Free access

James P. Mattheis

results, the Washington state apple industry was used as a model to determine what industry practices have or have not been altered after the availability of this product. Conversations with growers, warehouse management and marketing personnel, and

Free access

Jorge Siller-Cepeda, Manuel Baez-Sañudo, Rosalba Contreras-Martinez, Laura Contreras-Angulo, Rosabel Velez, and Dolores Muy-Rangel

Banana fruits `Cavendish' type were obtained from a warehouse at color green stage. At arrival, fruits were taken out of boxes, dipped into a thiabendazole solution for 5 minutes, dried at room temperature and separated into three lots. One lot was sprayed with Fresh Seal™ (FS) at 3 °Brix, a second lot was treated with Semper Fresh™ (SF) at 1.2%, and the third was left as a control. After that, all fruits were packed again inside the plastic bags within the original carton boxes. Film-coated and control fruits were ethylene treated for 24 hours at 150 ppm, and vented for 24 hours until they reached color 3 (more green than yellow). After that, film-coated and control fruit boxes were collected inside 238-L airtight containers to apply Smartfresh™ (SMF) treatments at 0 and 300 ppb for 12 hours at 22 °C, complementing six different treatments. Later, fruits were stored at 22 °C and 80% to 90% relative humidity for 5 days to follow up changes. Quality evaluations were registered every day, including weight loss, firmness, color, CO2, ethylene, pH, titratable acidity, °Brix, and sugar spots. SF alone and the combinations SF + SMF and FS + SMF reduced weight loss as compared with the other treatments. SMF alone or in combination with FS or SF maintained higher firmness and delayed yellow color development as compared with the other treatments. Combinations of SF or FS with SMF delayed and reduced the incidence of sugar spots as compared with control fruits. Chemical characteristics were not significantly affected by the treatments, but SF + SMF had higher acidity and a lower pH. All treatments reached between 20 and 21 °Brix after 5 days. The data show that combined treatments of SMF and film coatings reduce sugar spot incidence, improving appearance and extending yellow life of fruits.

Free access

Manuel Baez-Sañudo, Jorge Siller-Cepeda, Rosalba Contreras-Martinez, Laura Contreras-Angulo, Rosabel Velez, and Dolores Muy-Rangel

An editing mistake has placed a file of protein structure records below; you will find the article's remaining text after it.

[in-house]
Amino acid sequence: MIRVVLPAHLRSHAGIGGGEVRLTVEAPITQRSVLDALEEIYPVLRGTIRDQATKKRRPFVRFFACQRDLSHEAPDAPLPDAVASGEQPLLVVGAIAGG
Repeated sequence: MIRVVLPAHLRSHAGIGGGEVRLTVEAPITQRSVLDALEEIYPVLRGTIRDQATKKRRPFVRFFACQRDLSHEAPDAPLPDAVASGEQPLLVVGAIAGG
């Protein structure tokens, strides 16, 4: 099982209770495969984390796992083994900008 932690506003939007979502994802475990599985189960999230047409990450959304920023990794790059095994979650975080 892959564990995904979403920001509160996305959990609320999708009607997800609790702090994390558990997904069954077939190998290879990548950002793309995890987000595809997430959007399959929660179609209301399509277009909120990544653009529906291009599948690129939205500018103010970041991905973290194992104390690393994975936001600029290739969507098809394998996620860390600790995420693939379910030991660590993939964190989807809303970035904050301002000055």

Bananas are usually harvested at the “all green” maturity stage in the country of origin and exported to main markets. Upon arrival, fruits are forced to ripen with ethylene and moved to market conditions to accelerate color change and ripening. Fruits exposed to low relative humidity conditions at market frequently induce browning of the peel and diminish quality. To protect fruits marketed under those conditions and to reduce peel browning, SmartFresh (1-MCP) alone or combined with two film coatings was evaluated. Banana Cavendish type fruits obtained from a warehouse at all green color stage were applied with two film coatings: 1) SemperFresh (1.2%); or 2) FreshSeal™ (3 °Brix). Additionally, a set of fruits were left as a control without coatings. Coated and control fruits were then exposed to 150 ppm of ethylene for 24 hours at 20 °C. When fruits reached color stage 3 (more green than yellow), 0 and 300 ppb of 1-MCP were applied for 12 hours at 22 °C. Fruits from all six treatments were stored at 22 °C and 30% to 40% relative humidity for 5 days to follow quality changes and browning development. Weight loss, firmness, color, pH, acidity, °Brix and appearance were evaluated daily. Control fruits, SmartFresh™ alone, FreshSeal + SmartFresh™ and both film coatings alone lost more than 10% of weight after 5 days. Only fruits treated with SemperFresh + SmartFresh™ reduced weight loss below 10%. Firmness tests indicated a higher force penetration due to dehydration of peel. Pronounced browning was observed on control fruits. SemperFresh + SmartFresh™ delayed yellow color appearance, sugar spot incidence, and peel browning development, extending shelf-life. No significant changes were observed on chemical characteristics.